Posts Tagged short sale
While walking this morning I noticed the house two doors down had a notice on the door: This home is owned by Fannie Mae.
I know, it’s all over these days. I’m sure many of you have had a neighbor lose their home recently, also. It’s sad. He and his family have lived there since 2004. This house is very cute and was cared for and loved by my neighbor. It was built in 1938 and has been thoroughly remodeled and the landscaping updated.
Like so many others though, he’s not losing his home because he bought more house than he could afford – living there for seven years is a testament to that – but because due to the economy he is earning much less than he even last year and he can no longer afford to pay his bills.
And he’s not becoming a renter. He, his wife and kids are all moving-in with other family and sharing expenses.
I guess I’m from a different school of thought about this recession. I am not from the school of “real estate and mortgage fraud brought down the country”. I’m from the school of thought of “Yeah, there was some fraud in the real estate industry, but the biggest cause of the bubble burst was the economy already being on a downward spiral causing loss of jobs which lead to people losing their homes and cars and other things.”
I feel my position is supported by the fact that it wasn’t only the mortgage industry that saw late payments and defaults. All sectors of the credit industry did: homes, autos, credit cards, etc.
Why did this happen? Well I’m no economist, but I can guarantee that the people really responsible for the mess we’re in have shifted the blame to those without the money and the microphone and are walking away scott-free and richer than they were in 2007.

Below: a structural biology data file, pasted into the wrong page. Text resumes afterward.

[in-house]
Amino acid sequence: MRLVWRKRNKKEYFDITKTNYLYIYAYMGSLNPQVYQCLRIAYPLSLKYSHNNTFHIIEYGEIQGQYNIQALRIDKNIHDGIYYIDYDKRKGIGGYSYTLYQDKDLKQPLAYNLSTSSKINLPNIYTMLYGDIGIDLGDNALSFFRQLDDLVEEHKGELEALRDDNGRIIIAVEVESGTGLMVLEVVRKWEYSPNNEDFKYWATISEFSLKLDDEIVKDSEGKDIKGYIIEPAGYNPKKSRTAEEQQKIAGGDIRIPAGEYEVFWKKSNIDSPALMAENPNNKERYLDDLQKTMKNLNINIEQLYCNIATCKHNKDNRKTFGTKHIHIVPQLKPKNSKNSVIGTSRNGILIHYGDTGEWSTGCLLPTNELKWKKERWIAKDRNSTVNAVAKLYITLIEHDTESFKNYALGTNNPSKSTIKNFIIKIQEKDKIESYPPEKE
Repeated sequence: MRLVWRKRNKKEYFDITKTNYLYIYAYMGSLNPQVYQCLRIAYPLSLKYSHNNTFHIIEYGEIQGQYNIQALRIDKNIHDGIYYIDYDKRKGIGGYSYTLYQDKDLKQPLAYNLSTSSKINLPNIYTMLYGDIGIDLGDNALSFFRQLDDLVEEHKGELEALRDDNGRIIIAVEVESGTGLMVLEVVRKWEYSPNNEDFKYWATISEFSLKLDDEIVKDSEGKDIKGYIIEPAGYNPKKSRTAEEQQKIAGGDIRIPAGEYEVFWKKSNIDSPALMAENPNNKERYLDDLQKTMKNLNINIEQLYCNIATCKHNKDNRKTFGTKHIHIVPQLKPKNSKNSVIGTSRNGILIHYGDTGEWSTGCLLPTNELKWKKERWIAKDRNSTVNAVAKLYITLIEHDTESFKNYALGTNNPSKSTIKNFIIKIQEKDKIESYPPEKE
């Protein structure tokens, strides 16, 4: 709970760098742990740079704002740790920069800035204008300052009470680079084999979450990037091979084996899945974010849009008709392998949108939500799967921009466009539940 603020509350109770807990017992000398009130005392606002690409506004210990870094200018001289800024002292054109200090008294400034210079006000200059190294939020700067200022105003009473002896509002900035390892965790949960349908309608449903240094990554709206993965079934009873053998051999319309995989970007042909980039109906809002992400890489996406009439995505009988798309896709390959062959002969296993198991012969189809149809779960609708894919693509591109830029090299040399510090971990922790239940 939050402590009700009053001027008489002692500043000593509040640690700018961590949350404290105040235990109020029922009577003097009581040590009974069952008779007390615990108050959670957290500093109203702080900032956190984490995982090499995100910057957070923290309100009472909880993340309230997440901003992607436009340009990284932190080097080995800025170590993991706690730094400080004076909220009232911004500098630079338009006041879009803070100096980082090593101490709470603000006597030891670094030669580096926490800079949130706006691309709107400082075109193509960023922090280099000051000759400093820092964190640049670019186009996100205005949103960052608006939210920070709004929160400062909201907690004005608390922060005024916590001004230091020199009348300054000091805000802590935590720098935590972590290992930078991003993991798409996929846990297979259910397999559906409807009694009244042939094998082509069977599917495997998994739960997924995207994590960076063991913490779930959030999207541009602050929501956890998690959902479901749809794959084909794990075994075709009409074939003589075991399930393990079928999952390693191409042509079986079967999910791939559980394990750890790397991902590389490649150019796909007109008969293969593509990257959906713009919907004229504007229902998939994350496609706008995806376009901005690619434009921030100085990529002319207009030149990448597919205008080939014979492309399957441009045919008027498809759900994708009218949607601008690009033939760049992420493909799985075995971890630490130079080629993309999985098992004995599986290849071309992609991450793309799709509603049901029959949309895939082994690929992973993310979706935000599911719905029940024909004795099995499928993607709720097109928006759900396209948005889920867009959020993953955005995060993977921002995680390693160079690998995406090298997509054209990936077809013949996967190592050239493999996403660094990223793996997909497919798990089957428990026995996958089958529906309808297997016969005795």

So you’ve had to short sale your home. You’re worried the short sale will prevent you from buying a home again. Well, you may be in luck. Using an FHA insured loan you may be eligible to buy a home the very next day. Here is what HUD has to say about short sales and buying again:
…borrowers are considered eligible for a new FHA-insured mortgage if: 1) they were current on their previous mortgage and other debts at the time of the short sale and 2) if the proceeds from the short sale serve as payment in full.
We also stated that borrowers are not eligible for a new FHA mortgage if they pursued a short sale agreement to take advantage of declining market conditions, or to purchase another property at a reduced price.
Additionally, borrowers who execute a short sale while in default on their mortgage are not eligible for a FHA-insured mortgage for three years from the date of the sale.
Lenders, however, can make exceptions if the default was due to circumstances beyond the borrower’s control, such as the death of the primary wage earner.
So as long as you were current on your former mortgage and other debt, and not in foreclosure, than you are immediately eligible for an FHA insured loan.
Home sales in Utah were up in April, May and June of this year, partially because of the first time home buyer tax credit, but that expired in April and doesn’t explain May and June. What did keep sales high looks to be foreclosures. In fact, 18.6% of all homes sold in Utah from April through June were in some state of foreclosure.
A lot of buyers may not have been looking for foreclosures, but the average foreclosure is selling for 26% less than another home for sale that is not a foreclosure. This make them hard to overlook.
HUD, VA and Fannie Mae all have programs to purchase foreclosed properties with little or no down payment and lenient credit standards. Plus, buying a home at 20% t0 30% less gives you instant equity in a time that values are down.
Check-out the links in the Resources section of the sidebar for more information on these programs or give me a call.